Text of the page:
This summer I spent upwards of 20 hours listening to Dan Carlin’s “Blueprint for Armageddon,” a six-part series detailing the day-to-day events and conditions of World War I. The series revisited the key battles and political turning points of the timeline, but it was clear you could spend countless more hours detailing the individual experiences of those who served. Most impactful were the personal stories hailing from the front line of the Western Front and the evolution of trench warfare. After hearing of Third Avenue Playhouse’s latest production featuring a WWI fighter pilot who became a Canadian war hero, I was eager to continue my immersion into the tales of wartime.
The two-man show, Billy Bishop Goes to War, highlights a pilot’s journey to heroism through memories revisited and retold. The main character, Major William Avery Bishop, or “Billy” Bishop, is based on the real “Canadian flying ace” of the British Armed Forces. Now an aging man dressed in pajamas, he speaks to the audience of how he overcame his bad academics and seemingly bad coordination to be the first Canadian pilot awarded the Victoria Cross.
Billy Bishop is played by Drew Brhel, with Ryan Cappleman playing the role of piano player. The play is directed by Robert Boles, who was inspired by his viewing of the play last year in Toronto featuring the original writers and actors John Gray and Eric Peterson. The pair first premiered the play in November 1978 and adapted it to better reflect the passage of time evident in their additional 40 years of age.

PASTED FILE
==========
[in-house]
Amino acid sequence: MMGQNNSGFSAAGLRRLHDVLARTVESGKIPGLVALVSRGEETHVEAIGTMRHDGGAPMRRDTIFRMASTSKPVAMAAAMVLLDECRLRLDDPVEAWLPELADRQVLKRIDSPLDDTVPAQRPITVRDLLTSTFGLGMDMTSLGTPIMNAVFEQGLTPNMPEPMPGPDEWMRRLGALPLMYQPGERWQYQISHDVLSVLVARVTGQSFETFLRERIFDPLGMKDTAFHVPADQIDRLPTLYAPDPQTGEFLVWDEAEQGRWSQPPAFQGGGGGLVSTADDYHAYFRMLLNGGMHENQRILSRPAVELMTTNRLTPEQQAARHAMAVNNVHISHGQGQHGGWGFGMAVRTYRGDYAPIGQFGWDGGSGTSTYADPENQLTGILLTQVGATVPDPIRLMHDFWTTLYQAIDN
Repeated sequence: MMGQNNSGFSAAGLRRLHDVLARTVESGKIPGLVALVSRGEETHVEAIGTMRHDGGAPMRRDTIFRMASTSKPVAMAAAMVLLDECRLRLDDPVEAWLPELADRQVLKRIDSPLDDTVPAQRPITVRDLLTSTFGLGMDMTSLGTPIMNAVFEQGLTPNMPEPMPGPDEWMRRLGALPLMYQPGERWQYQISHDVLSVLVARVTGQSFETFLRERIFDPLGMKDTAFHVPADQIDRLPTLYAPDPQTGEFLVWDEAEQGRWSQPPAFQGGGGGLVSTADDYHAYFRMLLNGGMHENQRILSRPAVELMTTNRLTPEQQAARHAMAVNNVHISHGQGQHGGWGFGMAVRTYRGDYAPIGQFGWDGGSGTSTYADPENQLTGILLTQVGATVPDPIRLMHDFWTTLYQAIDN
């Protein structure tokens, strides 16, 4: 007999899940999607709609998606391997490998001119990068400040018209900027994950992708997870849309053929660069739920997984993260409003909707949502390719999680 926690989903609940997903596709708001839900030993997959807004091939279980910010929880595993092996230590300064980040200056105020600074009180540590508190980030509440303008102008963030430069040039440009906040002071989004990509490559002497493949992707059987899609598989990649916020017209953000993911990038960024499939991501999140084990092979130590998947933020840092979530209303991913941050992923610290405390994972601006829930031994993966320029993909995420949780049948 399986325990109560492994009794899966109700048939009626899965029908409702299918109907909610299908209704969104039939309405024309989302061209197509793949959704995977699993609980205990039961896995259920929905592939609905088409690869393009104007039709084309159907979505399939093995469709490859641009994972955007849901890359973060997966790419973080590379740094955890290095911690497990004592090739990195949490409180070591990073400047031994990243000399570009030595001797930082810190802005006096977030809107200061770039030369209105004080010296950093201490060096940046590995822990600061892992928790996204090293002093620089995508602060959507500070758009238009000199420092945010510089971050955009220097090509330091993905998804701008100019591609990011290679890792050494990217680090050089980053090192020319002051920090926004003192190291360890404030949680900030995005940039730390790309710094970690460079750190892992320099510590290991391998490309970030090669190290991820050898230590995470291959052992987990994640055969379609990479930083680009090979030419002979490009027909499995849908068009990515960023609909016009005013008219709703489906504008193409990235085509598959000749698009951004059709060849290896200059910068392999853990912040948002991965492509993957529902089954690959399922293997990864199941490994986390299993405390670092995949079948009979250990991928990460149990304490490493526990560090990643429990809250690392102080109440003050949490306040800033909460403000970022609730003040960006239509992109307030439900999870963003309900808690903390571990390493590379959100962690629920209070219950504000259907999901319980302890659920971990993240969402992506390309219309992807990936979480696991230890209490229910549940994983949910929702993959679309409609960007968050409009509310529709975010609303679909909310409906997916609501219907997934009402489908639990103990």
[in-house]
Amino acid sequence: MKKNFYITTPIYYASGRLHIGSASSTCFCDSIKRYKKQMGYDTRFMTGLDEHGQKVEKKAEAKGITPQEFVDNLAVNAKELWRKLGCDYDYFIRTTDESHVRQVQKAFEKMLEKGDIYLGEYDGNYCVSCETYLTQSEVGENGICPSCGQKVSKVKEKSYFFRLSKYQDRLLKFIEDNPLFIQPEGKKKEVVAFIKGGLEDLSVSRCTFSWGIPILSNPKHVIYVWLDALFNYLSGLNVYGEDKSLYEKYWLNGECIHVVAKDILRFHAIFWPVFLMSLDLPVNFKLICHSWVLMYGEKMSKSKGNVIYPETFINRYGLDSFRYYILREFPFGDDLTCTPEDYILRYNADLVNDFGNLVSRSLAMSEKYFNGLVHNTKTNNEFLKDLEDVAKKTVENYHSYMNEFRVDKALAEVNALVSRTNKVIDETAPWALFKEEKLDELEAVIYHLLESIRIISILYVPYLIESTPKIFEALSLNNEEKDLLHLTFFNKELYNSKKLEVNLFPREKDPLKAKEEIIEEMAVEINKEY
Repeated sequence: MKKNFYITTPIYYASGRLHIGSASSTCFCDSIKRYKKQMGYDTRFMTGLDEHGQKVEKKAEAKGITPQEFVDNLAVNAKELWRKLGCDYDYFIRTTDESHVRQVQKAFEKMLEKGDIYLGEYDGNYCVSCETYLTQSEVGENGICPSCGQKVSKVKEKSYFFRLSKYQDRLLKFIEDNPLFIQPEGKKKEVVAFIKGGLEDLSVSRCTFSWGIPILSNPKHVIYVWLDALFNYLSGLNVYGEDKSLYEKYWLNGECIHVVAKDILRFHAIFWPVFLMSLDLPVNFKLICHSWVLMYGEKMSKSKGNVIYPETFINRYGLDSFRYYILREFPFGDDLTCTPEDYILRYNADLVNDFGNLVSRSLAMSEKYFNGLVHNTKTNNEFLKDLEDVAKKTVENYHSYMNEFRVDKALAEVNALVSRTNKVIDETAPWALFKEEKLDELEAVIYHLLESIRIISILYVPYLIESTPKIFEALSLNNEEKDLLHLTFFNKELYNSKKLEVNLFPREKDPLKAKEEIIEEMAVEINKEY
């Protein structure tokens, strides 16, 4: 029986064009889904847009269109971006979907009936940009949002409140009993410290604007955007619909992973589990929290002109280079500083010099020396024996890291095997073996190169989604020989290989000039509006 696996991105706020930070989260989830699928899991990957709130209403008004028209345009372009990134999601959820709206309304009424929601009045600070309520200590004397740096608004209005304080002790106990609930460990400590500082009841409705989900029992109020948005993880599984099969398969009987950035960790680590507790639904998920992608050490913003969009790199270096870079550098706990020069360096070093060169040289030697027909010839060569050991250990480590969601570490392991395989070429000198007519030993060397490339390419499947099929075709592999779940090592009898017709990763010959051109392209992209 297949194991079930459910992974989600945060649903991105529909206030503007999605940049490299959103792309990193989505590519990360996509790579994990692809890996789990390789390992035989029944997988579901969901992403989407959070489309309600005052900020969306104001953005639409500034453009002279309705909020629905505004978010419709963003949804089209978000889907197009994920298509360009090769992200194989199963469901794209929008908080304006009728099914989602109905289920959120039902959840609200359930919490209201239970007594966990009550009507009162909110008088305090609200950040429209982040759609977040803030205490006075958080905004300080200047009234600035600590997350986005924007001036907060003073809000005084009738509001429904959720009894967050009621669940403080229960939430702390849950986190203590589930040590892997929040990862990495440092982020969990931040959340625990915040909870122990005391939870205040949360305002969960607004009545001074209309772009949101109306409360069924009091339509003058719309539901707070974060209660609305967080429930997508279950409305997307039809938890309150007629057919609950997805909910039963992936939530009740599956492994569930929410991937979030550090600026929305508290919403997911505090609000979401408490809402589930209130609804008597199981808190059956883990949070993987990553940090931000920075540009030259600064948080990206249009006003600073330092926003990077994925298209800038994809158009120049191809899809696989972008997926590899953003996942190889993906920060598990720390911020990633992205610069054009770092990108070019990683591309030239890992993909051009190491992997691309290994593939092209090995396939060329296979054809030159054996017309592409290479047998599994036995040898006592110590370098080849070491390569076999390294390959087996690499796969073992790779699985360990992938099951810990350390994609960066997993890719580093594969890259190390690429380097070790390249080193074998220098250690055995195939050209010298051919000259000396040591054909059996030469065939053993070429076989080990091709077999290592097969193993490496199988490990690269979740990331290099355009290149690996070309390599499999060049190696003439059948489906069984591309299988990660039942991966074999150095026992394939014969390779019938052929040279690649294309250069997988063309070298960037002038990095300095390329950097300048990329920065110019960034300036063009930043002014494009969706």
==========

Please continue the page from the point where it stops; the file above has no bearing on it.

Bishop’s tale begins as he recalls his youth: he wasn’t good at sports, and was even worse at school. He had no interest in academic achievement, but found no more success in attending the Royal Military College. He was on the brink of expulsion when the British Empire declared war on the German and Austro-Hungarian empires in 1914, putting him in active duty. There begins the unlikely story of Bishop’s career as WWI pilot.
Brhel’s portrayal of Bishop is convincing and whole-hearted; I felt as though I truly was in the midst of the famed war pilot and could feel the hurricane of emotions the memories resurrected. He pinballs between the highs of his numerous victories and rare moments of good cheer amongst good comrades and the lows of combat fought in the knee-deep mud and loss of those same comrades as the war extends longer than anyone’s imagination could have dreamt.
While there were somber moments that conveyed the deep sadness brought home by every surviving soldier, they were each followed with a moment of renewed hope and a nod to the undying humanity that kept countless men alive through the darkest of days. The story of Billy Bishop Goes to War allows for an unlikely hero to emerge, telling a story that brings humor, lively songs and a few high-kicks to a depressing war narrative without losing perspective on the momentous nature of that era. A mixture of love, loss and humbling victories does an excellent job painting a picture of what so many endured during the four long years of World War I.
Billy Bishop Goes To War is on stage at Third Avenue Playhouse (TAP) until Oct. 21, with showtimes Wednesday through Saturday at 7:30 pm and Sunday at 2 pm.